The father in the movie recognized that his son had a gift and dedicated his life to nurturing that gift and this is something all parents need to be aware of.  What’s the gift in your child? In the book, The Soul’s Code: In Search of Character and Calling, James Hillman presents the acorn theory, the idea that each of us is blessed with a gift that needs to be identified and nurtured by our parents.  The father of the young golfer found that gift in his son and he worked hard to make sure that the boy grew to achieve success with that gift, regardless of the consequences.  The father didn’t know any better, he was broken and didn’t know his gift, he didn’t know who he really was.  So how could he truly understand that his greatest gift to his son was the time spent together?

My father was fanatical about baseball, especially professional baseball.  His favorite bar in San Diego was the Baseball Inn, an establishment where other fans and some marginal pro ball players would hang out.  My father became friends with many of the ball players and managers of the local minor league team (This was before the Padres became a major league team).  He was always giving me the best equipment, bats, gloves, shoes and balls, that he would get from his good friend at the Padres.  I’m certain that one of his greatest disappointments in life and in me was that I never became even a moderately good baseball player even when I had the very best equipment.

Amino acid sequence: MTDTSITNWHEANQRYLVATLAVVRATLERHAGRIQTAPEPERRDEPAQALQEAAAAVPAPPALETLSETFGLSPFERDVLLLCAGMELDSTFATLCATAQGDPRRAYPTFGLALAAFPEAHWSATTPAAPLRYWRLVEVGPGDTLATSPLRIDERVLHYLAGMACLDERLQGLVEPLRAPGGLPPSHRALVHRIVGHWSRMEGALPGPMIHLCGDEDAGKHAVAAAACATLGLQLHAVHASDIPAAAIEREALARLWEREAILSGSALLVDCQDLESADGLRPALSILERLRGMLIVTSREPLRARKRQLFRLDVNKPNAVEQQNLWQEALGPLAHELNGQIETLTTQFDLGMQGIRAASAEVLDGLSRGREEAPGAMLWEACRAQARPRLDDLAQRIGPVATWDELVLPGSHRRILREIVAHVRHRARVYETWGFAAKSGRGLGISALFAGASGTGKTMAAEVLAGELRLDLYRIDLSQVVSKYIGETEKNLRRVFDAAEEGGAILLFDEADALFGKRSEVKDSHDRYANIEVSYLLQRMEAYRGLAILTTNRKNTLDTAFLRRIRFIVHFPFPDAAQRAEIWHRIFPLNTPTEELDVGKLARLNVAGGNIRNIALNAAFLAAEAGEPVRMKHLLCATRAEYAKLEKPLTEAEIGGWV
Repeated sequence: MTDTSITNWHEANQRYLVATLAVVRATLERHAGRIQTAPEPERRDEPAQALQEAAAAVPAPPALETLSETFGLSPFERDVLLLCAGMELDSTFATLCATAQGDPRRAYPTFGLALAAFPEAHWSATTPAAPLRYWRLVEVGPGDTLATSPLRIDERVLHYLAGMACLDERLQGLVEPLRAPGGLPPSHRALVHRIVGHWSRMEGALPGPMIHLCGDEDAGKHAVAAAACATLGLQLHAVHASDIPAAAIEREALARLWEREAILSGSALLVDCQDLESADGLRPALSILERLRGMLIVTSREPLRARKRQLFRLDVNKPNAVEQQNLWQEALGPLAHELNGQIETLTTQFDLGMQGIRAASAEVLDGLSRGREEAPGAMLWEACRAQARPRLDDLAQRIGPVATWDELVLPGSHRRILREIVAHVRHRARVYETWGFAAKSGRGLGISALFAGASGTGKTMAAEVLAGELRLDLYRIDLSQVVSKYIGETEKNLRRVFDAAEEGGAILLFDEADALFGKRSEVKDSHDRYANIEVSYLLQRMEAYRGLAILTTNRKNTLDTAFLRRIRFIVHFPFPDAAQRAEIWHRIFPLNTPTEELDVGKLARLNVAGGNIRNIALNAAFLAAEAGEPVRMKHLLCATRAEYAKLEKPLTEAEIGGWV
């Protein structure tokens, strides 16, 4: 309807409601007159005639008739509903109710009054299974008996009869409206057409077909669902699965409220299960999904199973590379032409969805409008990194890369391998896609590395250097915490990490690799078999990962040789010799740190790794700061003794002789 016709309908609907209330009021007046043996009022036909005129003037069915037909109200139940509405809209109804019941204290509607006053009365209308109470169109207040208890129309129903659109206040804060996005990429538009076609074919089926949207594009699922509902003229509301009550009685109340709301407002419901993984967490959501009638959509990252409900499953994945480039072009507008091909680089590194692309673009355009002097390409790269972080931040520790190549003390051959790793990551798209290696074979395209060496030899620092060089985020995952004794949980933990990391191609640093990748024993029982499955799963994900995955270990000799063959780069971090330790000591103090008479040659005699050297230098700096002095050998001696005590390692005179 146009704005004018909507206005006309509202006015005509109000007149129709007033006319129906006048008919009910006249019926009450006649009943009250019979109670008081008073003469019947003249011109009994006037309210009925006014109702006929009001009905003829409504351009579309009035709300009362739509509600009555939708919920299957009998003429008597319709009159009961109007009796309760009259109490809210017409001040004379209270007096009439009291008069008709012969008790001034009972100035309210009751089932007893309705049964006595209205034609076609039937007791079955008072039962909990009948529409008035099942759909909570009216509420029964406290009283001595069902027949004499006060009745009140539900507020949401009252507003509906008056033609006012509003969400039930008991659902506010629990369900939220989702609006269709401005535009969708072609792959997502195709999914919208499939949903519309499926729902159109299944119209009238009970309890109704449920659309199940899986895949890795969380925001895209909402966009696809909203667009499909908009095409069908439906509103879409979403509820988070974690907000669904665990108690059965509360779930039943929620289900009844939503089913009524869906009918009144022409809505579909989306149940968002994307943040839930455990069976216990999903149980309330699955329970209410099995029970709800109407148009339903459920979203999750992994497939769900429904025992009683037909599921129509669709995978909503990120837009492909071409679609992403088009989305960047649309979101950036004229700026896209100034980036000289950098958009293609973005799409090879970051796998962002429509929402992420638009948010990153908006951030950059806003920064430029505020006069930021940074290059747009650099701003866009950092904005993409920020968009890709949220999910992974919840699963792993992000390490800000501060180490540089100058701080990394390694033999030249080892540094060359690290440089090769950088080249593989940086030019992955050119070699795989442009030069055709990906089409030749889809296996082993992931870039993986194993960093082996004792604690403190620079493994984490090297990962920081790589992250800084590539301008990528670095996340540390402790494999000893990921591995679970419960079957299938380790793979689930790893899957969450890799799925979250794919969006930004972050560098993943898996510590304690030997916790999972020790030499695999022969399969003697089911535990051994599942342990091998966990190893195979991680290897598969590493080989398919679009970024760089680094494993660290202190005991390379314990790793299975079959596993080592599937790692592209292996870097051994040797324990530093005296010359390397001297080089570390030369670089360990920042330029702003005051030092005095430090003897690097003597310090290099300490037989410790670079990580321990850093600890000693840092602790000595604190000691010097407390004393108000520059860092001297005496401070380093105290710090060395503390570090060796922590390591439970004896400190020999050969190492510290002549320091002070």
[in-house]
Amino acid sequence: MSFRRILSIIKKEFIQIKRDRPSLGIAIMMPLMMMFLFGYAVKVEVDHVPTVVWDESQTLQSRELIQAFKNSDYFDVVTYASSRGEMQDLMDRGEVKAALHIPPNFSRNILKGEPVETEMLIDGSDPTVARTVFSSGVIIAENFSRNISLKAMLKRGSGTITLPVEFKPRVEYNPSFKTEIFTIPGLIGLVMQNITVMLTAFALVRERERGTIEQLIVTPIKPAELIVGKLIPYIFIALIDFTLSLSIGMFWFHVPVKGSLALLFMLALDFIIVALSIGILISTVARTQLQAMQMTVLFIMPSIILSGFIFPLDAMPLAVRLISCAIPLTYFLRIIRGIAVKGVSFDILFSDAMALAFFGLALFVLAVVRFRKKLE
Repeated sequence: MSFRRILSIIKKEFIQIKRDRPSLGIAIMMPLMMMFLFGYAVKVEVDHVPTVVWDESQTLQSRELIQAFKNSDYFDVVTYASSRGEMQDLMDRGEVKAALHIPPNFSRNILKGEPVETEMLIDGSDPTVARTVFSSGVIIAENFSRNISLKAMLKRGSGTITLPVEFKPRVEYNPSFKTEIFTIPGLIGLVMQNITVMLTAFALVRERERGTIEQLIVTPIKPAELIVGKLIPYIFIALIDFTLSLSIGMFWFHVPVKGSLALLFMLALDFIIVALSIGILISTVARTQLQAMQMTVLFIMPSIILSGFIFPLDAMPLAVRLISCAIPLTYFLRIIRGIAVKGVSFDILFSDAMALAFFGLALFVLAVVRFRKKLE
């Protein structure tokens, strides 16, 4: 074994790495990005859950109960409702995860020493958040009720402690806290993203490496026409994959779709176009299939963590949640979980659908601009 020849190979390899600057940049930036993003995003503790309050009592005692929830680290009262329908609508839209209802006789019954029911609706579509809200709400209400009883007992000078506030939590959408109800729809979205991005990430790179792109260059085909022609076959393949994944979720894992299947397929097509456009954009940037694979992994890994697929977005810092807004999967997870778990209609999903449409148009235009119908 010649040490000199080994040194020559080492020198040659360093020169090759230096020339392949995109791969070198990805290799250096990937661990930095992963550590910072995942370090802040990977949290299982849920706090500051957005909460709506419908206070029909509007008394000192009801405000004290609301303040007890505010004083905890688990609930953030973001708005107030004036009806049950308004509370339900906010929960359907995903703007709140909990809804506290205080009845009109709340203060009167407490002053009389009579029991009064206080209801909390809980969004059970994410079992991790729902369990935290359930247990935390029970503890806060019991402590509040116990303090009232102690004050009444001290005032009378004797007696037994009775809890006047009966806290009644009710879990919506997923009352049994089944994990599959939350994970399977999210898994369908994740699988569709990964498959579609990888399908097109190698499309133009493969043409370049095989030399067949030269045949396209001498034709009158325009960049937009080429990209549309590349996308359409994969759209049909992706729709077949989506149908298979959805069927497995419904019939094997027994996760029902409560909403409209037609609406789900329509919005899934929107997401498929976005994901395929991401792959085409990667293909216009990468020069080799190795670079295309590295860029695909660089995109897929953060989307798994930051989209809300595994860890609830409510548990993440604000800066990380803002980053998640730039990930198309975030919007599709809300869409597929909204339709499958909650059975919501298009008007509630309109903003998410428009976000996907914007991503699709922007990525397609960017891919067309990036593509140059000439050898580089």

I was a very good football player, an above average basketball player and decent at track, but baseball just wasn’t my strong suite and I never made any teams that I tried out for.  You see my father had the desire, he had the connections, he just didn’t have the time.  The time to teach me how to play the game, how to use all that marvelous equipment.  I felt sadness as I watched “Seven Days in Utopia,” because I still feel the pain of not having a father to teach me how to play baseball, how to be a man!

Challenge

When the young golfer melts down on the last hole of the tournament and his father walks out on him I’m sure the young man judged himself a failure.  Was he? Or was this what was needed for him to find himself?  This is the stuff of fables, the golden boy being brought to his knees before he connects with his truth and climbs his way back to wholeness.  Iron John and the Fisher King come to mind.